Last night, the Lannan Center Spring Symposium and Literary Festival hosted its first event, proposing a “Blueprint for Accountability” to address the destructive effects of “The Wall Street-Washington Connection.” The event featured a panel of progressive leaders, dramatic readings, and short documentaries that tackled the economic crisis and the relationship of corporate and political power.
The panel was supposed to be moderated by MSNBC host Dylan Ratigan, but due to a last-minute cancellation, MSNBC political analyst Karen Finney led the dialogue. Panelists included former New York governor Eliot Spitzer, Rolling Stone political reporter Matt Taibbi, award-winning journalist and author Ron Suskind, environmental advocate Van Jones, liberal policy advocate Heather McGhee, and Occupy Wall Street protester Jesse LaGreca.
Each topic for the panel was introduced by a short documentary, ranging from “Crash,” which highlighted the causes and effects of the economic crash of 2008, to “Conflict of Interest,” which discussed the tension between Wall Street and Washington and proposed ways to move forward. In addition to the films, actors Anna Khaja (of True Blood), Charles Parnell (All My Children), and Steven Pasquale (Rescue Me) performed dramatic readings during the evening. Khaja theatrically read the story of a woman unable to receive loan modifications in order to pay her mortgage. Pasquale’s performance stressed the importance of voter awareness to understand both sides of the current economic divide.
Parnell’s dramatic reading addressed the issue of poverty, in which he exclaimed:
This is America’s opportunity to help bridge the gap between the haves and have nots, the question is whether America will do it. There is nothing new about poverty. What is new is that we now have the techniques and the resources to get rid of poverty. The real question is whether we have the will.
During the panel discussions, LaGreca, the comedian of the group, compared the idea of Wall Street self-regulation to letting zoo animals regulate themselves. Jones stressed economic justice for both sides and the impact of economic decline on the middle class, stating, “The very pillars that we were told were the pillars we were supposed to use to get out of poverty, to build the middle class, those are the two pillars that are being used to crush us—home ownership and a college education.”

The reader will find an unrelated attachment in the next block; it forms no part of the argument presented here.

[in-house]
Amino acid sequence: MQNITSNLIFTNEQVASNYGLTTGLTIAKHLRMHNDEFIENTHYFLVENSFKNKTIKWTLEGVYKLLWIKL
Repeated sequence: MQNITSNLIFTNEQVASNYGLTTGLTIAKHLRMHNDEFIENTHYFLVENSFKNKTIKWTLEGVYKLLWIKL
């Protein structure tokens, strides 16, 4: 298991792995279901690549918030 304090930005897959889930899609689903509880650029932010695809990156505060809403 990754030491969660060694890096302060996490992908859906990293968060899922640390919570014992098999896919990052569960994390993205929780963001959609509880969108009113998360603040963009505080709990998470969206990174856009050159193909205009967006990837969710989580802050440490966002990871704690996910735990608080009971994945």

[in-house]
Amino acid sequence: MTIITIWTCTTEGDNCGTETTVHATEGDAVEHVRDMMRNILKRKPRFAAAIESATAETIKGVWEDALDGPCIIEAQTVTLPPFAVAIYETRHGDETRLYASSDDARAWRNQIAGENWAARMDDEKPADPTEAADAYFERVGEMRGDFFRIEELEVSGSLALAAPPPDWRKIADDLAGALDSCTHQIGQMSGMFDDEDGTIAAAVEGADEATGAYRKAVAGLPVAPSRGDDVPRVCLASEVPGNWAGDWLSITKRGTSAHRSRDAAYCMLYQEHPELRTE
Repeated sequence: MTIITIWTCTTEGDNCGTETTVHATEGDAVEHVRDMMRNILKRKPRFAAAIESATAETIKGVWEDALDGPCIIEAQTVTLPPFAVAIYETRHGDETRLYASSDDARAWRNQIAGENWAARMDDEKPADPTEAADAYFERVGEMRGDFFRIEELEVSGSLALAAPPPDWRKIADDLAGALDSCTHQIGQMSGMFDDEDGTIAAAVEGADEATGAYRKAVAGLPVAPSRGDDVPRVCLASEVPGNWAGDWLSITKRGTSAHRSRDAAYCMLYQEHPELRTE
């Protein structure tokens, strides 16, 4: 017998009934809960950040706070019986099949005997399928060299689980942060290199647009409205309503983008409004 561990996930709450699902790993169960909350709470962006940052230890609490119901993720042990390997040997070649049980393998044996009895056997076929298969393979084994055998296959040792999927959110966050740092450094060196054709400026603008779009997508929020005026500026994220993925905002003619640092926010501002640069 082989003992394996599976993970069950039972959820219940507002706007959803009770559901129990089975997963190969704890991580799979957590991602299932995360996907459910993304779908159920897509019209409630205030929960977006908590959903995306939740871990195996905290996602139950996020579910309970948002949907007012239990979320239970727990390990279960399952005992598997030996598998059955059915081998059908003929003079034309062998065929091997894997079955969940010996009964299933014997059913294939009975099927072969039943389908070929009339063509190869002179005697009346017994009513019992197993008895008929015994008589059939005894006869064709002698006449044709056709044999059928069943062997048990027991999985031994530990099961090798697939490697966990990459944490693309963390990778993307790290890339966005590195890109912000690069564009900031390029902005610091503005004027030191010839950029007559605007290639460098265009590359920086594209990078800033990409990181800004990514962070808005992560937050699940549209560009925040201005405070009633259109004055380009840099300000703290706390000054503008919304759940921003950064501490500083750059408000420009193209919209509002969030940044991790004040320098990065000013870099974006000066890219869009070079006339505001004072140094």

His proposed solution to the housing crisis is to remove Ed DeMarco, the acting director of the Federal Housing Finance Agency and overseer of Fannie Mae and Freddie Mac, from the Obama administration. Jones made the bold statement, which was greeted by a thunderous round of applause, “This is not class war, this is war against people who have no class.” Suskind described the current economic situation as a “bubble-bust economy, one that’s built an enormous debt trading machine.”
The fire-breathing Jones also confronted the idea of liberty and justice for all, claiming, “I’m beginning to wonder if it’s possible to be libertarian and a patriot.” He argued that justice without liberty is totalitarianism, but liberty without justice is corporate tyranny. In defense of government intervention, he declared, “The government is not trying to take over the economy, corporations are trying to take over the government.”
LaGreca’s populist view of accountability was summed up in his statement, “Screw shared sacrifice, I wanna see the billionaires go first.” Parnell claimed that GDP measures everything except what makes life worthwhile, and therefore, we must reevaluate what it is that makes us proud to be Americans. Jones joked that after Obama’s election, America went from “hope-y to mope-y” because the two ways out of poverty, housing and education, have become the two ways into poverty.
Nevertheless, the progressive panel still came to an optimistic and hopeful conclusion, expressing faith in the American people’s ability to close the gap between the rich and poor, and to enforce accountability on both Wall Street and Washington.
Photo: Julia Jester